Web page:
Best Motorcycle Helmet for Glasses Wearers

If you wear glasses, choosing the best motorcycle helmet can be a daunting task. There are so many different helmets on the market, and all of them promise to be the best. But which one is really the best for people who wear glasses? In this post, we’ll take a look at some of the best motorcycle helmets for people who wear glasses, and we’ll help you choose the right one for you. Stay safe on your next ride with one of these helmets!

Scorpion EXO-R420

  • Competitive price
  • Anti-fogging
  • 100% UV protected face shield
  • Plenty of ventilation
  • Aerodynamic helmet

An incredible spec of a full-face bike helmet, the Scorpion EXO-R420 boasts a SNELL-approved LG polycarbonate shell to keep you safe on the road or the track.

The face shield is made with aerodynamic Ellip-Tec and has a secure feel without being too restrictive. The emergency release system on the cheek pads is seamless and can even be washed at the end of a warm summer ride. 

The anti-fogging technology from the 100% UV-protected face shield is music to the ears of all glasses wearers. Plus, it has an optically clear, anti-scratch hardened coating and glasses will not get in the way of the drop-down visor.

Worried about ventilation? Don’t be – this helmet is complemented by an aero-tuned ventilation system, and a large top vent to keep things nice and cool no matter what the weather is doing. Despite the abundance of ventilation, you’ll notice that it still manages to reduce noise. 

Of course, it has the all-important speaker pockets and two shell sizes XS-MD and LG-3XL to ensure glasses wearers can find the perfect fit that never pinches. 

LS2 Stream

  • Polycarbonate full-face helmet
  • Glasses grooves on the side
  • Appealing price
  • Dropdown sun visor
  • Micrometric fastener

The LS2 Stream is an excellent budget helmet from Chinese producer LS2. Ideal for the cruisers of the world, it offers an array of features and benefits to glasses wearers. The drop-down sun visor, for example, makes it easy to ride without having to stop and switch to shades every time the sun comes out.

When it comes to safety, the quick-fasten micrometric strap is convenient and the sun visor is handy, but what else? Well, it has a high safety rating from SHARP, and the optically correct main visor is lockable. 

The LS2 Stream is only available in one shell size, but there is plenty of shock-absorbing lining for most riders. As glasses wearers know, ventilation is vital for keeping the visor free from the fog on cold days. The LS2 Stream has a single chin vent operated with a toggle switch that is easy to operate even with thick gloves, and two forehead vents. These sliders are easy to use, making airflow simple on this helmet. Just be sure to use a pin-lock on a rainy day as this can impact the visibility.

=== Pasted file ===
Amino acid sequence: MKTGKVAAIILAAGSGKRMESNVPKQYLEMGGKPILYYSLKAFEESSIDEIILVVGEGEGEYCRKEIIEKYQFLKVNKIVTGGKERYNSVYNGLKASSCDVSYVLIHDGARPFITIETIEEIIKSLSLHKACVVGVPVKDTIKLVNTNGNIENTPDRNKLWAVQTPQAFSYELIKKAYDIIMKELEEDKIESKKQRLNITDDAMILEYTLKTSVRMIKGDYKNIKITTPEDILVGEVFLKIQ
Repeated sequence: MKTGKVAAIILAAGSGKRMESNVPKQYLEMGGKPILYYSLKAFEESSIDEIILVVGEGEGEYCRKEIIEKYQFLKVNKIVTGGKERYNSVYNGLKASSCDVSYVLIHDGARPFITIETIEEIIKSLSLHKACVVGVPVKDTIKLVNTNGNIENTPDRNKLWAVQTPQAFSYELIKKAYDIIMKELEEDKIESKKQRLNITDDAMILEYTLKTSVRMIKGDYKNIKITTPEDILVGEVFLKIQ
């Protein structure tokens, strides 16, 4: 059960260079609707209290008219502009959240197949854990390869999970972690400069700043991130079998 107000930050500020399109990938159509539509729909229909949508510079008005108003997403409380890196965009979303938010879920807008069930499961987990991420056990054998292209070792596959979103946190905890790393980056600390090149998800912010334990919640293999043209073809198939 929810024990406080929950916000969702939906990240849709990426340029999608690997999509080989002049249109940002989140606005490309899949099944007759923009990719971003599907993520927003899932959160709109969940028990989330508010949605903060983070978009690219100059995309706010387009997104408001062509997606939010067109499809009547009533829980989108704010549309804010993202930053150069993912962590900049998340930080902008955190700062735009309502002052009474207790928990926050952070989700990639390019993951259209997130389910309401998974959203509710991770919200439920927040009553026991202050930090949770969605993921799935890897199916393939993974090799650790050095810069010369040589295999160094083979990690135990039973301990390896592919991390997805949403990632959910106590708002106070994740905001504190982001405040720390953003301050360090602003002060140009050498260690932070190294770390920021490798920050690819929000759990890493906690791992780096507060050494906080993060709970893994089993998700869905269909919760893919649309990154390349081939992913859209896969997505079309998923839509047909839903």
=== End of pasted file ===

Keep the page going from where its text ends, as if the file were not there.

Moving onto the sun visor that is operated by a clever to the left of the visor pivot. Most owners will find the sun visor of the LS2 Stream to be sufficient, although some may find it doesn’t come down low enough, leaving a stripe of light at the bottom. The sun visor is just the right amount of dark and sits away from the face so it doesn’t rub the cheeks, leaving enough room for glasses. 

In terms of appearance, this is a modern crash helmet that has plenty going for it, and to keep it hygienic, the interior lining can be removed and washed and is comfier than the price tag might suggest. To top it all off, there are glasses grooves on the side to prevent the stems from digging into the rider’s face. 

HJC i90

  • Polycarbonate modular helmet
  • Dropdown sun visor
  • Bluetooth ready
  • Glasses groove
  • Included pinlock antifog

The best modular helmet for glasses wearers is the HJC i90 – replacing the brand’s old IS-Max II. It performs well in terms of safety and has a modern look, but the features are great for anyone looking for a front-flip option with a pinlock used for anti-fogging capabilities included. 

Great for sit-up style riding, the HJC i90 has a glasses groove to add to the comfort of glasses wearers, plus an antibacterial and wicking liner for comfort, and a wide visor aperture to give you enhanced peripheral vision on the road.